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Kalamazoo Russian Festival at WMU

Nov. 4, 2008

KALAMAZOO--The 13th annual Kalamazoo Russian Festival will celebrate all things Russian from 10 a.m. to 4 p.m. Saturday, Nov. 8, in the Fetzer Center at Western Michigan University. Preview events have been set for Thursday and Friday, Nov. 6 -7.

Admission to the family-friendly Saturday festival, called "Russia: Looking to the East and to the West," is $8 for adults and $4 for children age 6 to 18 and college students with a school ID. Children age 5 and under will be admitted free.

Preview events

The 2008 festivities will kick off with a free preview event called "A Poet's Tribute to Russia" at 6 p.m. Thursday in the Portage District Library, 300 Library Lane, Portage, MI. Local poet Judith Rypma, a WMU master faculty specialist in English, will read poems from her books "Holy Rocks" and "Mineral Treasures" as well as from unpublished manuscripts. After the reading, Russian-inspired refreshments and a variety of teas courtesy of Tatiana's Teas will be available, and attendees may view a display of Russian folk art.

The other preview event is the fifth annual Gala Concert, featuring ethnic dance to jazz and folk music, at 7 p.m. Friday in WMU's Dalton Center. Gala tickets, which include admission to the festival on Saturday, are $15 for adults and $8 for children age 6 to 18 and college students with a school ID. Children age 5 and under will be admitted free. Performing will be Chicagoan Sergey Isakson, a jazz pianist originally from Pushkin, Russia; the Kalamazoo Chinese Dancers; Balalaika, a musical group from Komi, Russia, representing the Russian Embassy in Washington, D.C.; and internationally known musicians Tamara Volker and Anatoliy Trofimov, who will be playing unique contemporary arrangements on traditional Russian instruments.

Festival activities

Saturday's activities will include a bread and salt ceremony at 10:30 a.m. followed by a variety of entertaining and educational activities. In addition, there will be exhibits of Russian artwork, Russian food for sale at lunchtime, a marketplace where attendees may purchase Russian arts and crafts, crafts and face painting for children, and an adoption room sponsored by Bethany Christian Services.

Along with Volskaya and Trofimov, the day's performers will include Golosa, the University of Chicago Russian Choir; the Kalamazoo International Folk Dancers, who will give two demonstrations as well as some instruction; the Chinese Instrumental Ensemble, and Kalamazoo police Officer Steve Smith, who will demonstrate sombo wrestling. An 11th-grade English from Marshall, Mich., also will perform "Vasilissa, Baba Yaga and the Golden Thread." The play, which was written by WMU's Rypma, is based on a Russian fairytale.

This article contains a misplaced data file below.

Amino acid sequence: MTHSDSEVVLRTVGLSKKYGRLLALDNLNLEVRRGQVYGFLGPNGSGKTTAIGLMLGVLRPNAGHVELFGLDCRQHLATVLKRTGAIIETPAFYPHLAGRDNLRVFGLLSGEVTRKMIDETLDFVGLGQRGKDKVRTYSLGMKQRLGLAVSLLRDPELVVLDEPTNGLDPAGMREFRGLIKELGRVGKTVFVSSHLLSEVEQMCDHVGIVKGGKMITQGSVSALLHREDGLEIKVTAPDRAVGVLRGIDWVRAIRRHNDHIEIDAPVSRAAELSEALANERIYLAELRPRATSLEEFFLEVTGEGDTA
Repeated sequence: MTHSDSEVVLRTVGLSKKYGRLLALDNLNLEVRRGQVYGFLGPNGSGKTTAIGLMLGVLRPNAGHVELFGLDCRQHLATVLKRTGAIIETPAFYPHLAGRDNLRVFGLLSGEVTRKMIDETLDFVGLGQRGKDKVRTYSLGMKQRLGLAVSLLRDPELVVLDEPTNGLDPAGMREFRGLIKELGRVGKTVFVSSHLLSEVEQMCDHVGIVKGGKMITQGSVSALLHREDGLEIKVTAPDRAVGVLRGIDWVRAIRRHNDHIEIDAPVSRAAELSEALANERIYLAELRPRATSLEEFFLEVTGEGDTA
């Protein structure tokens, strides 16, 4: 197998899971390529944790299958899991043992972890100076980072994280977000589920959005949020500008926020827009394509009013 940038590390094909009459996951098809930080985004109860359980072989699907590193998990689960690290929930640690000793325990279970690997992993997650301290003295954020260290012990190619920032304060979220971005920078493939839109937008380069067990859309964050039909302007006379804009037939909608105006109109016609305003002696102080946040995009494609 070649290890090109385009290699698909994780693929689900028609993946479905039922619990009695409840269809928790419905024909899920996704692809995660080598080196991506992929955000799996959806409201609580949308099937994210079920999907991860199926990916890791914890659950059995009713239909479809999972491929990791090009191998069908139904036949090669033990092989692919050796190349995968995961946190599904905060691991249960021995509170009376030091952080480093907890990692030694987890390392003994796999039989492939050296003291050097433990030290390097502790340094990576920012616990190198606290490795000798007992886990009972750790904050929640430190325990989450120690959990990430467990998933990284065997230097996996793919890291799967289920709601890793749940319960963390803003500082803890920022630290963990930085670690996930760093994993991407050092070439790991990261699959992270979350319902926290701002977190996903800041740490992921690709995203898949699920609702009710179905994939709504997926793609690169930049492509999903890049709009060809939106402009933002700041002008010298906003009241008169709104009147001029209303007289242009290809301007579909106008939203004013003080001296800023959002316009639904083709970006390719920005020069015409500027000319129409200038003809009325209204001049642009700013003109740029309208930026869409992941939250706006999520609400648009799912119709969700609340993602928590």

Rypma will be among several WMU faculty members with expertise on Russian who will present talks throughout the day. Her program, "The Mystery of the Amber Room," will take place at 2:40 p.m. and will focus on a real-life palatial room that Russian czars forged out of rare amber, from the room's massive panel walls to its finely crafted furniture. The room's fate has remained a celebrated treasure mystery since German troops seized it during World War II.

The other scheduled talks are:

  • "Exploring Pushkin's 'Bronze Horseman" at 11:30 a.m. by Scott Friesner, assistant professor of English, which will explore the multifaceted nature of one of poet Pushkin's most famous works.
  • "Russia-American Relations After Georgia" at 12:30 p.m. by Dr. James Butterfield, professor of political science, which will examine how realistic another Cold War is given the current state of Russian-American relations and will include viewpoints from both East and West.
  • "For Better or Worse: Russian Influences on Central Asian Life" at 2:30 p.m. by Dr. Allen Sabadell, professor of anthropology, which will focus on the profound effects that Russian control and policies have had on the various peoples of Central Asia.

The main festival sponsor is the Kalamazoo-Pushkin Partnership, a citizen group formed in 1992 to promote relationships between Kalamazoo and its sister-city, Pushkin, Russia. Co-sponsors are the Portage District Library, and WMU's Department of English and Lee Honors College. Festival proceeds help humanitarian organizations in Pushkin, such as an orphanage, a private women's health clinic, the Pavlovsk Art School for the Deaf and art classes in the Pushkin schools.

For more information about the Kalamazoo Russian Festival or the Kalamazoo-Pushkin Partnership, go to russianfestival.org or call festival director Jerolyn Selkirk at (269) 665-9554 or Kate Koppy at (269) 244-8138.

Media contact: Jeanne Baron, (269) 387-8400, jeanne.baron@wmich.edu

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